List Of Pandemics
A pandemic is just the worst circumstance in the world of infectious diseases. When such an outbreak spreads beyond a country's boundaries, the condition is a pandemic. Infectious diseases occurred during the hunter-gatherer era of human history, but the move to rural life 10,000 years ago established societies that made epidemics more likely. During this time, diseases such as malaria, tuberculosis, leprosy, influenza, smallpox, and others arose.
There are numerous pandemics that have occurred in human history; read on to explore those pandemics in detail.
List Of Pandemics
After sweeping through 114 nations in three months and infecting over lakhs of individuals, the World Health Organization declared COVID-19 as a pandemic on March 11, 2020. It is important to note that even after 2 years spreading has not even come close to being finished. COVID-19 is caused by coronavirus. It is a coronavirus variant that has never been discovered in humans before. Pulmonary issues, fever, cough, and loss of taste and smell are some of the common symptoms which ultimately lead to pneumonia and mortality. It's said to spread through sneezing particles, just like SARS.
AIDS was first diagnosed in 1981. It weakens a person's immune system, thus resulting in mortality from illnesses that the body would normally fight off. HIV causes fever, headaches, and swollen lymph nodes in those who are infected. Carriers catch the infection through blood and vaginal fluid. Moreover, the illness kills t-cells in infected individuals. AIDS was initially noticed in gay societies in the United States in the 1920s, although it is said to have originated from a chimpanzee's virus from West Africa.
3. Asian Flu
The Asian flu, which began in Hong Kong and moved throughout China before reaching the United States, became common in England, killing 14,000 people in six months. In early 1958, a second wave struck, killing approximately 1.1 million population throughout the planet and approximately 116,000 only in the United States. The pandemic was effectively controlled due to the development of a vaccine.
4. Spanish Flu
The 1918 flu pandemic was caused by a bird's viral infection that destroyed 50 million individuals throughout the world. It began in Europe, the United States, and portions of Asia before quickly spreading worldwide. There were no effective medicines or vaccinations available at that time to treat this deadly virus variant. The pandemic was named as "Spanish flu"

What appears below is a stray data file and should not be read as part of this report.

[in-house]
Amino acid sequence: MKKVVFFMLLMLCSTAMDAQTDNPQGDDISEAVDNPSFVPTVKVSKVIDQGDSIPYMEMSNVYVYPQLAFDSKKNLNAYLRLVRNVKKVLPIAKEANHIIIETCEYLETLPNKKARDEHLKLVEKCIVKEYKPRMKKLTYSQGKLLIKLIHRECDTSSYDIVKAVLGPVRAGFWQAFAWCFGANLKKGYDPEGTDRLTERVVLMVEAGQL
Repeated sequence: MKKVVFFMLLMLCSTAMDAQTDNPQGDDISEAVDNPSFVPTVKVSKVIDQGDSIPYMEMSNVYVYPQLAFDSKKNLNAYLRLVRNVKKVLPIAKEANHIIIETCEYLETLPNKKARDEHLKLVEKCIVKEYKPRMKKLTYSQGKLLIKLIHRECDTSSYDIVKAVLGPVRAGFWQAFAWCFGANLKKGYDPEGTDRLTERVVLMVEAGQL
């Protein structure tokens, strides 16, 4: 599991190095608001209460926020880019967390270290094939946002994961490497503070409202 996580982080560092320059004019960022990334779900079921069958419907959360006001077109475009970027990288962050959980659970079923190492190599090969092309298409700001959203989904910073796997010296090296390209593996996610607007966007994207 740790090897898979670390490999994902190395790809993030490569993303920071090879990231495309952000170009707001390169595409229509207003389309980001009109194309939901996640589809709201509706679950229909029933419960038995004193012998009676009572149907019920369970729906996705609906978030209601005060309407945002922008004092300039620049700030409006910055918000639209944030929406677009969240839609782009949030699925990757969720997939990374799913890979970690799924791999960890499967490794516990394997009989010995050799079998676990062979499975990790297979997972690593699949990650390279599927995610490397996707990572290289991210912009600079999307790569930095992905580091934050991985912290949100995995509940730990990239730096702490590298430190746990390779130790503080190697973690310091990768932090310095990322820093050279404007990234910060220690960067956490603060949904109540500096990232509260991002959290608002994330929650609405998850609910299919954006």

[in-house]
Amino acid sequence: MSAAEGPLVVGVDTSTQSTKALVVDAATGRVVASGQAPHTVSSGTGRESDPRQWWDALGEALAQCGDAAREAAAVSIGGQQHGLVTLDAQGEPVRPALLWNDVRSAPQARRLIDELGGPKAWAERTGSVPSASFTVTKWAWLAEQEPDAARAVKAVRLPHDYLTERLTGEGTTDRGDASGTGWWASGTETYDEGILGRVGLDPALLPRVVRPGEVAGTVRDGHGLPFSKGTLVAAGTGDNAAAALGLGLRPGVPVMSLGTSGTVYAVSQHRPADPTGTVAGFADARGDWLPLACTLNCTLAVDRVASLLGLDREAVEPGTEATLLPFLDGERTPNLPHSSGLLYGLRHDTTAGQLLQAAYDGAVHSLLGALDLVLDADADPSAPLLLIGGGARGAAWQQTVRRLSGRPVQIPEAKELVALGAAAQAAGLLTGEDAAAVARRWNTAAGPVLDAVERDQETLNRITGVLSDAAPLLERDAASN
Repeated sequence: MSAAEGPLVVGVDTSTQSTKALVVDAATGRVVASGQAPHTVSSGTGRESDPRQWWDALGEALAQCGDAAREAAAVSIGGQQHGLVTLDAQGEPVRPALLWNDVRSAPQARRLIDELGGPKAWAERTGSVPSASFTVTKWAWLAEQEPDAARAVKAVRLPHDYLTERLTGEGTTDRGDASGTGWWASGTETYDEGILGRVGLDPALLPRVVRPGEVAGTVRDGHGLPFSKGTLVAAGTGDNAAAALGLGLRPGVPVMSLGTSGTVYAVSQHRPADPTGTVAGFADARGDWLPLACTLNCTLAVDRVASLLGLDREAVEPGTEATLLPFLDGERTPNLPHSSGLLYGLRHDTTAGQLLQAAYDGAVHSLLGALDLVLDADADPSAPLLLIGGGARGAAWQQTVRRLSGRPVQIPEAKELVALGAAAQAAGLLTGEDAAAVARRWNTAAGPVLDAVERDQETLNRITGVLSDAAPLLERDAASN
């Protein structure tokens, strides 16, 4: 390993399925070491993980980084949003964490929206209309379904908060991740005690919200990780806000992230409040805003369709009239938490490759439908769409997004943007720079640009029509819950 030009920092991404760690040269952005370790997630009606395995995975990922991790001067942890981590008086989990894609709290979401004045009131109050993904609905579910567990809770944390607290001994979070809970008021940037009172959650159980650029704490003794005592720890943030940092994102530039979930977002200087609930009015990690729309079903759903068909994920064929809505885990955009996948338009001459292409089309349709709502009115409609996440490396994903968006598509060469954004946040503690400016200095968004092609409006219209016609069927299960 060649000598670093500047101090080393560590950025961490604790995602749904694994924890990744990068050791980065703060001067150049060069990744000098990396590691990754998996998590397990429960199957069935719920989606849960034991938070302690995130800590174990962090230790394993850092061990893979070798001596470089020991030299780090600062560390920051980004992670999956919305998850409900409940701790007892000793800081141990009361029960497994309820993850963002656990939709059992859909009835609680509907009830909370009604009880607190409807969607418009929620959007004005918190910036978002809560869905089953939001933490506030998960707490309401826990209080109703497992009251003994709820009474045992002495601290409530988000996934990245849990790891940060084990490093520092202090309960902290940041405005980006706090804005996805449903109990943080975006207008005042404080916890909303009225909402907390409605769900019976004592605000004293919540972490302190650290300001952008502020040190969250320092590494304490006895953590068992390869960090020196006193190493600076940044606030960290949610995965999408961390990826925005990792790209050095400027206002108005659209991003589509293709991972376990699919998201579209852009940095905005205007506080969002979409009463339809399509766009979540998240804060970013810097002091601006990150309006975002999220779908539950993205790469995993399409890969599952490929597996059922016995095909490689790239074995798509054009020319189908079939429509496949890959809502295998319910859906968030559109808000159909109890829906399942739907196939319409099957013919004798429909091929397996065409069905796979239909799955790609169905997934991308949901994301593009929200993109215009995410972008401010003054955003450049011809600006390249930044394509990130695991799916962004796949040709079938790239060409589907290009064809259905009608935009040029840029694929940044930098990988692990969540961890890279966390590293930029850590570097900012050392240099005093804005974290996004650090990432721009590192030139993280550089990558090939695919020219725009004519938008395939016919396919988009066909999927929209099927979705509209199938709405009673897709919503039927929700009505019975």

Hundreds of thousands of Americans had deceased by October 1918, and there was a severe shortage of body storage space. However, by the summer of 1919, most of those infected had gained immunity or had lost their lives.
5. Russian Flu
The first significant flu outbreak started in Siberia and Kazakhstan, then traveled to Poland, Finland, and Moscow, from where it spread throughout Europe. By the next year, it had crossed the Atlantic and was in North America and Africa. 360,000 individuals had died by the end of 1890.
6. Fiji Measles Pandemic
Following Fiji's entry into the British Raj (in 1875), Queen Victoria sent a royal company to Australia as a reward. During the measles outbreak, the royal group carried the infection returning to their island. Moreover, it was carried further by the tribe chiefs and soldiers who dealt with them following their return.
The island was filled with bodies scavenged by wild animals, and the entire communities starved and villages were burnt. In fact, sometimes villages were burnt with the sick stuck inside the fires. Fiji's population was reduced by one-third, as 40,000 people died in this pandemic.
7. The Third Plague Pandemic
The pandemic killed 15 million people, starting in China and spreading to India and Hong Kong. The disease, first transmitted by fleas during or after a mining boom in Yunnan ( during 1855 ), is thought to have played a role in the Parthay and Taiping rebellions. The disease was exploited as a justification for restrictive measures that caused some protest against the British, with India bearing the cost of the casualties. Until 1960, when the number of cases decreased to under a couple hundred, the outbreak was classified as active.